Austrian law resources 2

There is an Austrian interpreters’ association, Österreichischer Verband der Allgemein Beeideten und Gerichtlich Zertifizierten Dolmetscher, that issues a lot of printed materials on law. Here is a list.
They have Einführung in die Grundbegriffe des englischen Rechtssystems (an introduction to basic terminology of the English legal system), and similar documents for the USA, France, Spain, Italy, Japan and Turkey.

I am told the Spanish one is out of date. The English document just briefly describes the courts, with a note on the system of precedents.
Unforunately, the materials can’t be inspected before purchase.

What is quite interesting is Handbuch für Gerichtsdolmetscher: Einführung in die Terminologie des Prozeßrechts, Zivilrechts und Strafrechts in Österreich. The materials on the Austrian system in general are of interest. They are all sent as unbound packs of printed pages.

Here is a link to the Österreichischer Übersetzer- und Dolmetscherverband, Universitas.There are more links at Saarbrücken University. Some constitutional materials, some of them in English, at Würzburg University.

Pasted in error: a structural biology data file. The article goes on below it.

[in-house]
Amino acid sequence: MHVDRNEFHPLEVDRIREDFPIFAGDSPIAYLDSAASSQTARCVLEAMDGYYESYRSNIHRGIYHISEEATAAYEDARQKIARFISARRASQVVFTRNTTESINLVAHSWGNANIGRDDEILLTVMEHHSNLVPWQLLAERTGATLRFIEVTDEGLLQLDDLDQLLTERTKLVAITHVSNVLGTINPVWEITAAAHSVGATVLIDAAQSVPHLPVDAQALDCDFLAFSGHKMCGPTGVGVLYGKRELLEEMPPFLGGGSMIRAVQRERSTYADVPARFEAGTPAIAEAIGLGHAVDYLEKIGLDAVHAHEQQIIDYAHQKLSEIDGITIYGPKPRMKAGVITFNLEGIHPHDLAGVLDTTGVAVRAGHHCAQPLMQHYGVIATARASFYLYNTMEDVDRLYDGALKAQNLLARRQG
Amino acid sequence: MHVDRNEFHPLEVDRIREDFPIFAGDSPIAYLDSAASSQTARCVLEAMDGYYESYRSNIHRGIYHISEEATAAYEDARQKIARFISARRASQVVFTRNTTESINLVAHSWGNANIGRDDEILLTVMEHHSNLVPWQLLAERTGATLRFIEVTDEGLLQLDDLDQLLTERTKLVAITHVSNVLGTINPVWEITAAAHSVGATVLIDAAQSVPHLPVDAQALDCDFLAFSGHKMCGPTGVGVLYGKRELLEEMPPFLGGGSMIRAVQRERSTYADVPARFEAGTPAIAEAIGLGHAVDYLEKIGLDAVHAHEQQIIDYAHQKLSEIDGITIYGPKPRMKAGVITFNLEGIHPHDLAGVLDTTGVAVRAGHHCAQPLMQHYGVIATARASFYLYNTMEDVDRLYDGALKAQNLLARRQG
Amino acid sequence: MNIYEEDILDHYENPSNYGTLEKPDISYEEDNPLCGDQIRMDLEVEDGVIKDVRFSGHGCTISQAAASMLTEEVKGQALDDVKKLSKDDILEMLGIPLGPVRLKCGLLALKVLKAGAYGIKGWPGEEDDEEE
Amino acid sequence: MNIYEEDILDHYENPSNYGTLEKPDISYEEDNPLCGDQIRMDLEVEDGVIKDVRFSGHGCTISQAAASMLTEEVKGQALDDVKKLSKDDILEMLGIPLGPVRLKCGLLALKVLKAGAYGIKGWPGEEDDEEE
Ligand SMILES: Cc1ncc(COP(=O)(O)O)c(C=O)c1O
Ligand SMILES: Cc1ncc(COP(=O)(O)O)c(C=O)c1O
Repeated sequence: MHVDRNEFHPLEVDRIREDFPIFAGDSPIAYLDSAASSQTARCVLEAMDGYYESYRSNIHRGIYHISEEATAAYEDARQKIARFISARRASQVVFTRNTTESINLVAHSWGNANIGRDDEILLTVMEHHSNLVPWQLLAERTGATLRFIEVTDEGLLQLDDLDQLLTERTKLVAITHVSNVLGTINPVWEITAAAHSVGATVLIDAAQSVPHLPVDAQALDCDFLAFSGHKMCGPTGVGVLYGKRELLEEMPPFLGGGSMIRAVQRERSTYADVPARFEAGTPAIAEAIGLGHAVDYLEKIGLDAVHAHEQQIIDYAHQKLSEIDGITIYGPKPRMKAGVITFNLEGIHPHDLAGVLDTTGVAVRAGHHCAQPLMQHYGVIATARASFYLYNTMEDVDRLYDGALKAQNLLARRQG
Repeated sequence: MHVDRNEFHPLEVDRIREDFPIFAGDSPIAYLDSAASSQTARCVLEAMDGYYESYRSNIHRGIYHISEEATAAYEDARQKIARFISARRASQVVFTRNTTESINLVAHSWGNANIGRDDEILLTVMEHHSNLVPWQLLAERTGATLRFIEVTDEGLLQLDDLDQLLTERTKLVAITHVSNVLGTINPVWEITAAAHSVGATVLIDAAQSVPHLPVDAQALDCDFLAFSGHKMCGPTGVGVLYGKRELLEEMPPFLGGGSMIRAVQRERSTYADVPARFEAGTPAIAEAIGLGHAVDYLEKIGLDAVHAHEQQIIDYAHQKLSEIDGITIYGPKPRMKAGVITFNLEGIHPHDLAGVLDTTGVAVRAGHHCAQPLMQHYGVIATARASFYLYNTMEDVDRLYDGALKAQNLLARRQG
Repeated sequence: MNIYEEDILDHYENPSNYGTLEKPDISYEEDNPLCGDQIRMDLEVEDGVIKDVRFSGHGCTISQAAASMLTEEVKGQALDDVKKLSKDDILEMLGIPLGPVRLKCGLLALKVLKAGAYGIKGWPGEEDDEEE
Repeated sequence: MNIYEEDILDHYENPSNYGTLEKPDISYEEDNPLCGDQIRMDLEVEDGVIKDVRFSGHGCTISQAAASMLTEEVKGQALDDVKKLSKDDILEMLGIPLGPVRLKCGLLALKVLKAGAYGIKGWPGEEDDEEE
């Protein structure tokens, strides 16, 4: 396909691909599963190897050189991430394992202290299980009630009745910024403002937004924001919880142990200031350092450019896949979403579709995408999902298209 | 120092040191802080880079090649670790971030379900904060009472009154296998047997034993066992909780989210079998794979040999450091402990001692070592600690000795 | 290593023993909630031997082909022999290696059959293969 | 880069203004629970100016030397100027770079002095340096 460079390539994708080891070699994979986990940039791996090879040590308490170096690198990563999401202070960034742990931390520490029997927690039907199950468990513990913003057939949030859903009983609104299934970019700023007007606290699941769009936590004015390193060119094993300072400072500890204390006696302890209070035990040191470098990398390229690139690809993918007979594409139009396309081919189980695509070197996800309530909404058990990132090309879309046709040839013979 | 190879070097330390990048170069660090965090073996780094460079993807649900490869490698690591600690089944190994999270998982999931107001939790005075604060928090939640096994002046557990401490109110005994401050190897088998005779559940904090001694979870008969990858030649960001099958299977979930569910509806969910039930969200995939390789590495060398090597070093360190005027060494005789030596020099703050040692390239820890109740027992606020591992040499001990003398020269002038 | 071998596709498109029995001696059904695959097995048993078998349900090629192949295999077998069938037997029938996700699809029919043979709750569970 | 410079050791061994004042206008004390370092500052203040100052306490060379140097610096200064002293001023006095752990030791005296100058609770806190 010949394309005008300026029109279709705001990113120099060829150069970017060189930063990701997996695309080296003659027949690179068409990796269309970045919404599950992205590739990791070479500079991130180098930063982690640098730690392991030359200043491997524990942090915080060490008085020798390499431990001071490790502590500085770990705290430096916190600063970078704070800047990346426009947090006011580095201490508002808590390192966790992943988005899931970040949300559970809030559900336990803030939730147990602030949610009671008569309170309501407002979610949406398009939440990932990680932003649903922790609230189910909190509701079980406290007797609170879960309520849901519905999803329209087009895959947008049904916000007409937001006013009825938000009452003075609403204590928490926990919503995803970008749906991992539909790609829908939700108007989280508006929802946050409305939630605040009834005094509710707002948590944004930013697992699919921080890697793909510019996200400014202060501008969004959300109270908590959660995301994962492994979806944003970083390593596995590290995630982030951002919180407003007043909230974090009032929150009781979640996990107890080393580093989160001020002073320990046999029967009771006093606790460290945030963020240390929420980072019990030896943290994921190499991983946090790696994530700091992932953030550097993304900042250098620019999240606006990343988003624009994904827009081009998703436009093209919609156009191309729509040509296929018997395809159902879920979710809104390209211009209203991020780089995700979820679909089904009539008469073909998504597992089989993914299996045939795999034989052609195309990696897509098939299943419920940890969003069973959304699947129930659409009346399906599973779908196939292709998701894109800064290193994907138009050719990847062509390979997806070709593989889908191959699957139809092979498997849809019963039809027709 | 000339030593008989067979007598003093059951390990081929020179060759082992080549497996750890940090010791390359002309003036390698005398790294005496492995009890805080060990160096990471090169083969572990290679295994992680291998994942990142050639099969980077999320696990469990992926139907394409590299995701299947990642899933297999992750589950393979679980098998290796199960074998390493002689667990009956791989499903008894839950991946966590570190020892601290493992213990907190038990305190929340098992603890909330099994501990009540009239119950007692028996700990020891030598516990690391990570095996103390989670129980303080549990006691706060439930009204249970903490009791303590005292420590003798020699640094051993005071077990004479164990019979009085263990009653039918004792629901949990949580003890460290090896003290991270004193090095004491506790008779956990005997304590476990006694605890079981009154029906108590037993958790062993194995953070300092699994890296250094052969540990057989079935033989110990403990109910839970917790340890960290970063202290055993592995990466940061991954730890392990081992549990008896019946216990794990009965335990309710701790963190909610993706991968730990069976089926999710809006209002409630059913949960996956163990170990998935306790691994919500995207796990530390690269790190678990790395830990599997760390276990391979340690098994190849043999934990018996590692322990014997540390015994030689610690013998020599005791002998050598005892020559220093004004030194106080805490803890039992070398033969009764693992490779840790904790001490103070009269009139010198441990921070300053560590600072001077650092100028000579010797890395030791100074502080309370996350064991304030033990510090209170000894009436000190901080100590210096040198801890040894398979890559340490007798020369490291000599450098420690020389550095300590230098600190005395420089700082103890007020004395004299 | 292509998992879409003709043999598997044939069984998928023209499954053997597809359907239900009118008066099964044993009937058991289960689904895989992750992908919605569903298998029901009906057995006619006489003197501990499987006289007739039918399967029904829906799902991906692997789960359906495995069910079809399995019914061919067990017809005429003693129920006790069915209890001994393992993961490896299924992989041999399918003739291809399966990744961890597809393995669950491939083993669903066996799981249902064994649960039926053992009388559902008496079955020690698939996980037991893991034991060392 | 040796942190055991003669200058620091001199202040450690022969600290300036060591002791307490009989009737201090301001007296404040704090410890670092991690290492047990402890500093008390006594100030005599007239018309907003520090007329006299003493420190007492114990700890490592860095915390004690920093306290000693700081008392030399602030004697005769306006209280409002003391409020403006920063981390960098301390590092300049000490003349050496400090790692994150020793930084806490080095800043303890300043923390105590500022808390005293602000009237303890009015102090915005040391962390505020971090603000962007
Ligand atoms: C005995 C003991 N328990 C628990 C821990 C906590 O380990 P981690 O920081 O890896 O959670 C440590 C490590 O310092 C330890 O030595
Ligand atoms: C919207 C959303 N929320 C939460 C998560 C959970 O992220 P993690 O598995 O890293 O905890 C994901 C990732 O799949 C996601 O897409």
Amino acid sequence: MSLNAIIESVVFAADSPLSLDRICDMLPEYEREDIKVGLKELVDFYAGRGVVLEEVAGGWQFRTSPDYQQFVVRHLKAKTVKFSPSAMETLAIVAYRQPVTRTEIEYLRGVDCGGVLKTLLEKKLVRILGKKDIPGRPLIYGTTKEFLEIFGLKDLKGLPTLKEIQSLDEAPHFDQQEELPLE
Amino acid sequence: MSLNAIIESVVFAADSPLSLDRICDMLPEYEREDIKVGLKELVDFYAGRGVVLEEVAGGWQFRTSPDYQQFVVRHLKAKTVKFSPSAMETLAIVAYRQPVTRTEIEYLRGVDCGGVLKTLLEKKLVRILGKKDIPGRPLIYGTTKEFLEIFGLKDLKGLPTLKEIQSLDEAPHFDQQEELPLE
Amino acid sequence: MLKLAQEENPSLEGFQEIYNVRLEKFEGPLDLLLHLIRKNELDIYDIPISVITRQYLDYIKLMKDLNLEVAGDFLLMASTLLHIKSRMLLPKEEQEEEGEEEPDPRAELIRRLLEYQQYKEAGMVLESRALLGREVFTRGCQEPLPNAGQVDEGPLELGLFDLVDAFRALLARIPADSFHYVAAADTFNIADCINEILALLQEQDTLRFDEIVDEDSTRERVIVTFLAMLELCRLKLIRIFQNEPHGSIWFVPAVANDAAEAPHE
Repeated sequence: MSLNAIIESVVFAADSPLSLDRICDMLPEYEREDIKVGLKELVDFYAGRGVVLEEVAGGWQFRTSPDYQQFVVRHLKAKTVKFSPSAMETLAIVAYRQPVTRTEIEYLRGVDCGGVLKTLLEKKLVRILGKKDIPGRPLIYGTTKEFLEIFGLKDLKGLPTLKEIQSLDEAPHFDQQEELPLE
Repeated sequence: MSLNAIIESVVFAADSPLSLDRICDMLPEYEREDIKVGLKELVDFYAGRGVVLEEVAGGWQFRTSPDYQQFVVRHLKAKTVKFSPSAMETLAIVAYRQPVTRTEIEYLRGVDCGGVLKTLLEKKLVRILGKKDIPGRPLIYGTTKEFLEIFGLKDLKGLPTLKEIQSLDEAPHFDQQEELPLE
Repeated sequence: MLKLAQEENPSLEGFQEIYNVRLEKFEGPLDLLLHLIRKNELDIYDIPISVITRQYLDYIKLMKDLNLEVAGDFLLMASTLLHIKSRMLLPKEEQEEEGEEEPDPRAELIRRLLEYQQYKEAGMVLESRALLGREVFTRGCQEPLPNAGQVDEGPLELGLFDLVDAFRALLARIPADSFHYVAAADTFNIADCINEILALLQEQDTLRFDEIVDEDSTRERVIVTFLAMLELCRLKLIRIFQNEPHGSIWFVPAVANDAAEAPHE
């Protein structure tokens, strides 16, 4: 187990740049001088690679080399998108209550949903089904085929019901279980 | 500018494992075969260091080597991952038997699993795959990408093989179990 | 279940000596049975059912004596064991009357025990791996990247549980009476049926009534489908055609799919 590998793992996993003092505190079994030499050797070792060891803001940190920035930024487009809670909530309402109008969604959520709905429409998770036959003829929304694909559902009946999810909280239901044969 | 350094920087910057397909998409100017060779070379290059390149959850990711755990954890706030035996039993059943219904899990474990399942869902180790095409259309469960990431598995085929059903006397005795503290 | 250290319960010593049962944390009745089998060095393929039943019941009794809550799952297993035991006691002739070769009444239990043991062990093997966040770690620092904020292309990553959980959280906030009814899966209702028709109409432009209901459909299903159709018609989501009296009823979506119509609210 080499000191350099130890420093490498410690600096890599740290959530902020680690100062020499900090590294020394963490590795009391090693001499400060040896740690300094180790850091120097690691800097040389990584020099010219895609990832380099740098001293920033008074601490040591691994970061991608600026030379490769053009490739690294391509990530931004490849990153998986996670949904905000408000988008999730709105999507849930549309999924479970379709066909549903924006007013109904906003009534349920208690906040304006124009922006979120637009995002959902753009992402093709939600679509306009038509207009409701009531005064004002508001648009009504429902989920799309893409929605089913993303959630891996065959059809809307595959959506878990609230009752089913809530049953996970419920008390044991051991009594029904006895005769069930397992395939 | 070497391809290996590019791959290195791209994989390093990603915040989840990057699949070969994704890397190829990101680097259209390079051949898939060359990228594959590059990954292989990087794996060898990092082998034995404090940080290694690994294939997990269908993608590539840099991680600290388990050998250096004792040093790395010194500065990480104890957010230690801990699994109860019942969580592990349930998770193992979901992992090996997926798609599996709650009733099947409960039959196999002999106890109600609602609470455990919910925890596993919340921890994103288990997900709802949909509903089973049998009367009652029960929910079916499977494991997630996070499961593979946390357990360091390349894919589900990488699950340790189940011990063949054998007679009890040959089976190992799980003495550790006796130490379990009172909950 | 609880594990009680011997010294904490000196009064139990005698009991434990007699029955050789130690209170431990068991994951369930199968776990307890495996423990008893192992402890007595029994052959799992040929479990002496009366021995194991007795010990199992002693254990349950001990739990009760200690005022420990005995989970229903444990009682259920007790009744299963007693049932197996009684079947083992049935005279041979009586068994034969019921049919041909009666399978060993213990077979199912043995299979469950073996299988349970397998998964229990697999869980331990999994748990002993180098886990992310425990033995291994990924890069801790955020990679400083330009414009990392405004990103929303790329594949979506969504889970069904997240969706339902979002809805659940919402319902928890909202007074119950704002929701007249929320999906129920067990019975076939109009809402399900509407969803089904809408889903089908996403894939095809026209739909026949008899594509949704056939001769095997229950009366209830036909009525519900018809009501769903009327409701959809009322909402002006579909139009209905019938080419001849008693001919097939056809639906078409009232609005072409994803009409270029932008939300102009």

Here a page from the Library of Congress. This is very promising, whereas many of the linking pages contain little in themselves (for example, JURIST Austria).

Addendum: I’m adding some links given in the comments to the last entry by Ingmar Greil, who has given helpful comments before – but I failed to notice he has an Austrian email address.

Bundesgesetzblatt (Austrian Law Gazette)

Bundesministerium für Justiz



Österreichisches Parlament (with some English)

Ihr Amtshelfer – this is great: Amtsdeutsch glossary.

Österreichische Richtervereinigung information on data protection, telecommunications etc., including statutes.

Wolfgang Zankl – a law professor with interesting subject areas (I have just skimmed these sites as I am entering them here to make them easier to open).– FAQs on IT law.

Internet und Recht


Many thanks for those!

4 thoughts on “Austrian law resources 2

  1. The first website gets off to a pretty dodgy start in Eng. with ‘Welcome at’ and not ‘to the AACI’. The initial impact unfortunately tends to detract from the both-ways lang. trans. claim made elsewhere for Gerichtsdolmetscher.

  2. Yes, I saw that. In protest, I wanted to go in by the German pages, but I couldn’t get in! Should we tell them, or let them continue to look idiots?

  3. Yes. You can tell them. If you don’t, I’ll mention it to the Chair/wo/man next time I see her.

  4. I have sent them an e-mail. Actually, better than “Welcome at the AACI” would be “Welcome at the AACI website”. I didn’t even mention that ÖVGD would not necessarily be translated!

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